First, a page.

Kenton County Scenes

Kenton County Scenes Kenton County Scenes Kenton County Scenes

Covington, c. 1830's


 "The market and square, Covington, from
a point of view on Greenup Street.  It has a
lively and bustling appearance." 
from Ballou's Pictorial Drawing-Room
Companion, December 20, 1856

1838 Map of
Covington, Kentucky



“Since the selling and weighing of cattle on Sunday is prohibited in Cincinnati, many of the butchers of that city come over to Covington on that day and do a pretty lively business. Last Sunday trade at the Covington stock yards was brisker than on any other day of the week.” Courier-Journal, February 1, 1872


Kenton County Scenes

The Covington Blue Sox, of the Federal League.
They were originally to be a Cincinnati team, but moved across the river before the season
started in 1913.  The played, and lost, the first ever Federal League (Wikipedia) game in Cleveland on
 May 9, 1913.  They moved to Kansas City in June of that year, due to a lack of
attendance.  A picture of the park, and the team logo, are at this site.

More on the history of the team is at this site.

Cam Miller's 36-minute “Our True Blues:The Story of the Covington Blue Sox”

Cam Miller's 27-minute documentary, “Our Shining Stars: The Story of the Star Base Ball Club of Covington, Ky.”
The Stars thrived in the 1870's with a ballpark between Madison, Scott, 18th and 17th.


Covington Stars

The Behringer-Crawford had this ad and this piece on the Covington Stars.


Krogers Krogers
Monte Casino Winery. The winery is named after a monastary in Italy; the little Monte Casino church is named for the winery. Roughly, the winery was on the hill on the north side of Rt. 17 in Latonia, sometimes known as Prospect Hill. from the Behringer-Crawford Museum



July 14, 1918. Fear and paranoia masquerading as patriotism created rampant Anti-German hysteria in Northern Kentucky. The sign says:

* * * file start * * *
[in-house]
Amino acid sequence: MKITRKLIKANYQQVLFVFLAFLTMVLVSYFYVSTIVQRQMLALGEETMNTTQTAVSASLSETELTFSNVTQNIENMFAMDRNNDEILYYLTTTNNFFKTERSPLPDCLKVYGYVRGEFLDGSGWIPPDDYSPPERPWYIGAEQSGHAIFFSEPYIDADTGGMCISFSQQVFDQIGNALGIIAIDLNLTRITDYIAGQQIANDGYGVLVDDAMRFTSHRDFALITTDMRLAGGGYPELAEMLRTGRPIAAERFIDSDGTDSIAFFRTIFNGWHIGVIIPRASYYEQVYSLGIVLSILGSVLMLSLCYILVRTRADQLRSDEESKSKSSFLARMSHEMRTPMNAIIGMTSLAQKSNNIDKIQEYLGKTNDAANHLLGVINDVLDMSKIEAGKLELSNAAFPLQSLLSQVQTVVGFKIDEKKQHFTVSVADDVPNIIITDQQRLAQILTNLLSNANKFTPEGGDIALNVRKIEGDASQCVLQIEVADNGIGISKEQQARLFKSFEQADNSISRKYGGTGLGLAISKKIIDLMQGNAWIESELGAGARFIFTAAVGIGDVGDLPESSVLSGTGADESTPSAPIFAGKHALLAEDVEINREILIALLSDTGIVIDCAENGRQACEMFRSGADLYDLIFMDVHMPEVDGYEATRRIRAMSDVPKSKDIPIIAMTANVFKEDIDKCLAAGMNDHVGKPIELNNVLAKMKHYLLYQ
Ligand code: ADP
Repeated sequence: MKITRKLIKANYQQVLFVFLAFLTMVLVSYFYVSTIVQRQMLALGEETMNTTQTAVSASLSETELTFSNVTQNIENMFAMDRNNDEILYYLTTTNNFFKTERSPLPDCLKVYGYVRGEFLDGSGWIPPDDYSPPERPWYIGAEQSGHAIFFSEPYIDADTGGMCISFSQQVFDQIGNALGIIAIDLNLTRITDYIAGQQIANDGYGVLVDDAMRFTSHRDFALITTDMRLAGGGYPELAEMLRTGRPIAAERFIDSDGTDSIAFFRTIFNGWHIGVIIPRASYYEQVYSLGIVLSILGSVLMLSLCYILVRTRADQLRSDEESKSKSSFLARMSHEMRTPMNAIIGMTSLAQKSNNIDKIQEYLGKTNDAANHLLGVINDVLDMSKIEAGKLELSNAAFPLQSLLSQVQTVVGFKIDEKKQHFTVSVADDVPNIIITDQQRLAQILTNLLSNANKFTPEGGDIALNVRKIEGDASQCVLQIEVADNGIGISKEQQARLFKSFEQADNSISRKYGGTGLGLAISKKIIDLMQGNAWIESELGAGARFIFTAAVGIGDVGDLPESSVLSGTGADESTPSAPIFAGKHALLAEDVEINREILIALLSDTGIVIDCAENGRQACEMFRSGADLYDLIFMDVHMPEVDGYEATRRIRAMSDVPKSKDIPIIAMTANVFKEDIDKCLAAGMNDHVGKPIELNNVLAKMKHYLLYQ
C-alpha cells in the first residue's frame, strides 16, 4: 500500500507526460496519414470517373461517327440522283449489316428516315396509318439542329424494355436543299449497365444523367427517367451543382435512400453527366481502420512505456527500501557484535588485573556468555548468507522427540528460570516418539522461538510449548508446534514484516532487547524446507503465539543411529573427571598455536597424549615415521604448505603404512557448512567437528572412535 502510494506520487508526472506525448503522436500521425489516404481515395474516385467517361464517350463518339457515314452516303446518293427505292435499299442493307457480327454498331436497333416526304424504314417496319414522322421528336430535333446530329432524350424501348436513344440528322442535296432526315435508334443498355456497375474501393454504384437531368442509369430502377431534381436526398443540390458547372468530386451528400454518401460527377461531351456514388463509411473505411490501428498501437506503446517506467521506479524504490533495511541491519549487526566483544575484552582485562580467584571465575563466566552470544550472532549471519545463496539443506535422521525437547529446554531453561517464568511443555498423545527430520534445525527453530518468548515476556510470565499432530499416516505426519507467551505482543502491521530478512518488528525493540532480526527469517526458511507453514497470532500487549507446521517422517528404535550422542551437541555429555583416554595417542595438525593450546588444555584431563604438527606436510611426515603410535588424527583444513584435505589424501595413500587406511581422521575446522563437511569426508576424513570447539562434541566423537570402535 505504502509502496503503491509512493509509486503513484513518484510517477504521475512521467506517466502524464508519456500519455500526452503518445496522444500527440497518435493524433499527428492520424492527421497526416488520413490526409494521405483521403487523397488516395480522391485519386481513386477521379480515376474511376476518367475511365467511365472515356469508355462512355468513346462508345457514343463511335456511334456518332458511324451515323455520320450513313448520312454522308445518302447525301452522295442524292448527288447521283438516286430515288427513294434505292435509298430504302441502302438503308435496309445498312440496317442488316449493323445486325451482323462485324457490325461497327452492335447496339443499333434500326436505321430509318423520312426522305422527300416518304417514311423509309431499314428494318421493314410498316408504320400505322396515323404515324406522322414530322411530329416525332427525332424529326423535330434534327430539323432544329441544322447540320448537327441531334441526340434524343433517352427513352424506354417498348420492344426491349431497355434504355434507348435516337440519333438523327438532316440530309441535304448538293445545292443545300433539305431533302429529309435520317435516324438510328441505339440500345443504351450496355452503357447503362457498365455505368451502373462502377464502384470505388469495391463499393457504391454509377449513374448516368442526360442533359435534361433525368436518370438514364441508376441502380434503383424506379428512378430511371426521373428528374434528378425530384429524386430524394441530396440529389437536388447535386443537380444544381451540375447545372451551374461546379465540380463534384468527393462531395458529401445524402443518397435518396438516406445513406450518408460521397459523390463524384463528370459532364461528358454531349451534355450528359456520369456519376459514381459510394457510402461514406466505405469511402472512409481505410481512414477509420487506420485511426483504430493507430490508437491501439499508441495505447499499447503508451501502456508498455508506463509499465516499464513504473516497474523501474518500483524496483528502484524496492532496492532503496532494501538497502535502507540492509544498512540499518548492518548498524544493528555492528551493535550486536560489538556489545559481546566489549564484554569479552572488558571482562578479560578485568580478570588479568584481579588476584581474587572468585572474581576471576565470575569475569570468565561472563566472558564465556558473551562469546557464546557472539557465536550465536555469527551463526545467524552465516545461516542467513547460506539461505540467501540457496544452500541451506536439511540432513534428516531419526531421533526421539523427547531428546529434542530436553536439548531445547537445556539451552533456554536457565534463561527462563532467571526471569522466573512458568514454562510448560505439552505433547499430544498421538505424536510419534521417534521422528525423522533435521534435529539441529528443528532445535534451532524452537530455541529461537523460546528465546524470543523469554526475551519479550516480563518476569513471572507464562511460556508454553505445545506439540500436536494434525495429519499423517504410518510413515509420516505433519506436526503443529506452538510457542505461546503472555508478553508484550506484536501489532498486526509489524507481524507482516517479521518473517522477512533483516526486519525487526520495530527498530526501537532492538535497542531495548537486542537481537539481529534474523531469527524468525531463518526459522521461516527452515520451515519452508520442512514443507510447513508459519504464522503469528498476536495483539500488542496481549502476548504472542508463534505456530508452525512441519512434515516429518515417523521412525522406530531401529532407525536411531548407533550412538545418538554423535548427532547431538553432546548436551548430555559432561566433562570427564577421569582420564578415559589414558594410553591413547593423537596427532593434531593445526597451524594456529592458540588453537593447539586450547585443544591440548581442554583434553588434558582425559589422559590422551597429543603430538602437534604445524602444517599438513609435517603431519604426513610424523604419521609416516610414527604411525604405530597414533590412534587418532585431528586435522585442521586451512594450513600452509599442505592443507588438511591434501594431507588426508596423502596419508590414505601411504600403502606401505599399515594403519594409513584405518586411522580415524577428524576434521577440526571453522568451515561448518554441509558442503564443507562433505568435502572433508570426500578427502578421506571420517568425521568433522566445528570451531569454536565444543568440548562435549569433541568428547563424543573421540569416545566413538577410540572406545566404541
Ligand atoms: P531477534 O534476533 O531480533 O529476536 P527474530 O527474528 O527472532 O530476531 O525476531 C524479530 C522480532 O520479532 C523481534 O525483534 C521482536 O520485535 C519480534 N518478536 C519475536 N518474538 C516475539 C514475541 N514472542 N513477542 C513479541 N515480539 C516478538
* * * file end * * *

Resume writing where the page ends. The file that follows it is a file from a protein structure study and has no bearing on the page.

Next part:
In Kenton County, Americans Will Not, Others Must Not:
1st. Circulate German Language Newspapers.
2nd. Subscribe for Them.
3rd. Read Them.
4th Have them in Possession
5th Advertise in Them
6th Buy from Those Who Advertise in Them

One County - One [illeg] - One Language

Beginning August First, 1918, the C.P.L. [Citizens Patriotic League] [illeg] With These Suggestions

For a fuller look at anti-German hysteria in Northern Kentucky, we recommend Lisa Gilham's report (pdf)


Pike Street

On the back, it says “Covington, Ky.”
Beyond that, we have no idea.


Hatchet Lake Hatchet Lake Hatchet Lake
Hatchet Lake
From a Facebook post by Fred Hill
...from an aerial view ...from a map. Note a
number of lakes.
Hatchet Lake was reached by going up Edgecliff Road. I-75 took it out.

Kenton County Scenes

Covington Scene, c. 1977
looking northwest on West 7th
Thanks to Mildred Rains for identifying the policeman as Jim Trenkamp;  the other folks are his neighbors, the Thompsons.


Kenton County Scenes Kenton County Scenes Kenton County Scenes
Chautauqua (Wikipedia) in Covington Covington, c. 1900 We have no idea . . .


What did people do before they had radio and TV, let alone the internet? They met in fraternal groups, they kept up to speed on current affairs, they went to church, and they drank.


For whatever reason, the Kentucky General Assembly found it necessary to pass An Act, legislation, to make it a felony to specifically assault people driving livestock in Covington.

As early as 1916, Covington had 16 motion picture theaters.


Covington Papers
Covington Papers
We know that there were at least these newspapers in pre-Civil War Covington. The dates represent issues that have been found, or referenced, not a start or stop date (the *). The division symbol indicates also publishing after the war. W is weekly.


Kenton County Scenes

Union Light Heat & Power Co. Offices, 1956
640 Scott Street


Kenton County Scenes Kenton County Scenes
Temple of Israel,
 Seventh Street, c. 1915,
torn down to make room for the
Post Office at 7th and Scott.
Temple  of Israel, 
Scott Street


“Col. J. W. Leathers and George A. Tallis, of Covington, Kentucky, are having a newspaper controversy.  The last broadside is from Leathers, who winds up with the following elegant style: 'I suppose this publication will dispense with the necessity of any further notice from me of this miserable flax-headed, goat-jawed, noisy, swill-fed, drunken squatter sovereignty, lowlife scamp, G. A. Talis, and his accomplice for whom I have the most ineffable contempt.'”  Evansville (Ind) Daily Journal, January 5, 1859, and certainly reprinting the item from a Covington or Cincinnati paper.


Kenton County Scenes Kenton County Scenes Kenton County Scenes
 City Market House, Covington,
KY, 1909.  Now gone, the
Market House was on the
West side of Madison, at 7th
Baker-Hunt, c. 1930
They're on the web, here.
Boy Scouts at Dedication of
Daniel Beard Historical Marker,
1950. They are standing on the
lawn of the old post office at
3rd & Court Streets.